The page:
This week we were to try and perfect a new technique that would help ourselves and others in their photography. I decided to look at flash photography and to make it simple, I had two requirements: my source of light could only be a speedlight (no studio lights) and the flash had to remain on the camera. There are tons of other techniques using (multiple) studio light and beautiful images are achieved with off-camera flash, but I wanted to see how pleasing a light I could get with just one speedlight on my camera. In other words, something anyone could do!

Truthfully, I have never been a fan of flash photography for pets. Like a lot of people, they don’t enjoy being hit with a bright light and for some, it can really scare them. However, there are times when there simply is not enough quality ambient light and the photographer must supplement it.

For this exercise, I used my favourite boy, Baxter. Given that I was going to use quite a lot of flash I waited until he was napping (you will see in this series that he did not hardly stir during the whole process) and I tried to remain relatively in the same place.

So, here is the first attempt with the flash pointed directly at Baxter. Predictably, using a flash in this manner produces a rather harsh light. Fortunately, Baxter’s eyes are closed, otherwise, I surely would have blinded him. The flash lit up his face and everything else faded to black, creating an almost ‘natural vignette’. I was actually surprised at how much I did not hate this image, but as you can imagine, it would only work in very limited circumstances where you were after a certain ‘look’.

Here, the flash is pointed towards the ceiling. We often hear that we are to bounce the flash from the ceiling as ceilings are often light coloured and it spreads out the light a little more. I actually really did not like this look at all. The light is ‘ugly’ and is coming down on poor Baxter (who is still asleep).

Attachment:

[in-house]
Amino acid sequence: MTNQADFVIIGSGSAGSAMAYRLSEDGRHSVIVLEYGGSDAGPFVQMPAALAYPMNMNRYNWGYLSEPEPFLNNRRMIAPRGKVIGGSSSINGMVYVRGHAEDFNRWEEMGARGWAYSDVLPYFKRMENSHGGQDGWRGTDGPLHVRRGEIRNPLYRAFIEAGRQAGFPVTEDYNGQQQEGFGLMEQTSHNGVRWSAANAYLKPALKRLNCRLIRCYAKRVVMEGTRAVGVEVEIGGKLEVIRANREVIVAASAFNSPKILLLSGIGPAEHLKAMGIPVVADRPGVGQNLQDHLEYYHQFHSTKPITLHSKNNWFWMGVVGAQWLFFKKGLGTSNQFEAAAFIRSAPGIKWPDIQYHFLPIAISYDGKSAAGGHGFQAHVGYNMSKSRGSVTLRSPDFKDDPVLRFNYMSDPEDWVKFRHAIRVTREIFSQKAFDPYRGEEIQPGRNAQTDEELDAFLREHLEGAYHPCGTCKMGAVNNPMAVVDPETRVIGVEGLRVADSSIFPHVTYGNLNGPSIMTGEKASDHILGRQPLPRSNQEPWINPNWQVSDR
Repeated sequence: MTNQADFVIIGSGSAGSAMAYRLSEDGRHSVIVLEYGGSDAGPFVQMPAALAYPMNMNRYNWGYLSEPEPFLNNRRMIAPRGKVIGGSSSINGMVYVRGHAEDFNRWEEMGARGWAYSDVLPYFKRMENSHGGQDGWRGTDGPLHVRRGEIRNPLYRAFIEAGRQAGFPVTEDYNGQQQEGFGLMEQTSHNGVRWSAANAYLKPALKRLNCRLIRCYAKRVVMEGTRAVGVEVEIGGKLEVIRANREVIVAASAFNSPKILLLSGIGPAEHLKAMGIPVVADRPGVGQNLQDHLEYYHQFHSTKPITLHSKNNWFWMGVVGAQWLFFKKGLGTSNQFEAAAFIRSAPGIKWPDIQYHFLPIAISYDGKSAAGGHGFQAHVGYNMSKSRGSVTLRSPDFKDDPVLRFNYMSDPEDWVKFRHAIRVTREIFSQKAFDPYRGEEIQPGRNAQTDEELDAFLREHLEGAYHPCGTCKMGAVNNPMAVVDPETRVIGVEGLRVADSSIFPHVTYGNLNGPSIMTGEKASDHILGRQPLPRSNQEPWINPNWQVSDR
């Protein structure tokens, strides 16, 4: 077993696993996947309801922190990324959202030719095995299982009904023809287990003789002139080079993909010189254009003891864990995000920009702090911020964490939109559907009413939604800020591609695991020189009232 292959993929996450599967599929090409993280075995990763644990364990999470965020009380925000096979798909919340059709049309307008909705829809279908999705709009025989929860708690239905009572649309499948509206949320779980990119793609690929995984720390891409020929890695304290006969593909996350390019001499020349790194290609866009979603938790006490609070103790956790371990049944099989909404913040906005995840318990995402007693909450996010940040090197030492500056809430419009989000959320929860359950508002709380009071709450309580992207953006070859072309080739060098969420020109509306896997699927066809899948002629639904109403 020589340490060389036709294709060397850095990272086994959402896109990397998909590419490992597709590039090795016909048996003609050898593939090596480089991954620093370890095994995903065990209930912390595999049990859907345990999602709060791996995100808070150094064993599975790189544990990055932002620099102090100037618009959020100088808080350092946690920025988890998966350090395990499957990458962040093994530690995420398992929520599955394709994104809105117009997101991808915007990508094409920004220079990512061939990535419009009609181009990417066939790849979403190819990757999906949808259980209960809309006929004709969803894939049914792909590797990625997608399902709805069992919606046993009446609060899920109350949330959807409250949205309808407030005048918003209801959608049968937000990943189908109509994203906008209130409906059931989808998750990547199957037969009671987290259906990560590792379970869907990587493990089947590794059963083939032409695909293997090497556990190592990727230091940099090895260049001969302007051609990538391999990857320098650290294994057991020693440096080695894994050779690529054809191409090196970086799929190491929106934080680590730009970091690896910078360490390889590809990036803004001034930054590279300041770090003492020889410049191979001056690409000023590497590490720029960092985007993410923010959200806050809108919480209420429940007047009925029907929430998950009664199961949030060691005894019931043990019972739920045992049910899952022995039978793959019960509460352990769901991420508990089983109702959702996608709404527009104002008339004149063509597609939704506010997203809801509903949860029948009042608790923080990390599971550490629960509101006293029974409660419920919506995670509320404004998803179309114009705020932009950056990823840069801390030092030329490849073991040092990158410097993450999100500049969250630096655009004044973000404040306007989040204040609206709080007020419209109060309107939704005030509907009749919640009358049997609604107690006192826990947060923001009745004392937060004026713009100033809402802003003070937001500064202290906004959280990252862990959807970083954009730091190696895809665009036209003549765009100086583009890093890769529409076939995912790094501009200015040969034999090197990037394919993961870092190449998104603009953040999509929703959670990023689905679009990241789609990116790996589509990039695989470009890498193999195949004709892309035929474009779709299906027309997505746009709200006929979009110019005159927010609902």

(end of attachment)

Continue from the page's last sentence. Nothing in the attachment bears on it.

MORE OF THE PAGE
And here is the technique I use the most when I have to employ a flash on camera. It is pointed neither up or down, but is firing directly over my head towards the wall behind me. Granted, if you try this technique in a room with richly coloured walls, you will introduce a colour cast from the light bouncing back onto your subject. But in this case, it lit up the still sleeping Baxter and gave the illusion of the room lights providing the light in the image.

And then I took one more image, just because I love his little black paws. And yes, he is still sleeping. It must be the reason why he is so gorgeous – he certainly gets his beauty sleep!

So, that’s it! As I said, so simple that anyone can do it…

Next in the blog circle is Victoria BC Pet Photographer Melissa McCabe of Unleashed! pet portraits. Please check out what new technique she tried this week and follow the circle all the way around until you come back to Baxter (who undoubtedly will still be asleep).

Toronto pet photography mini sessions

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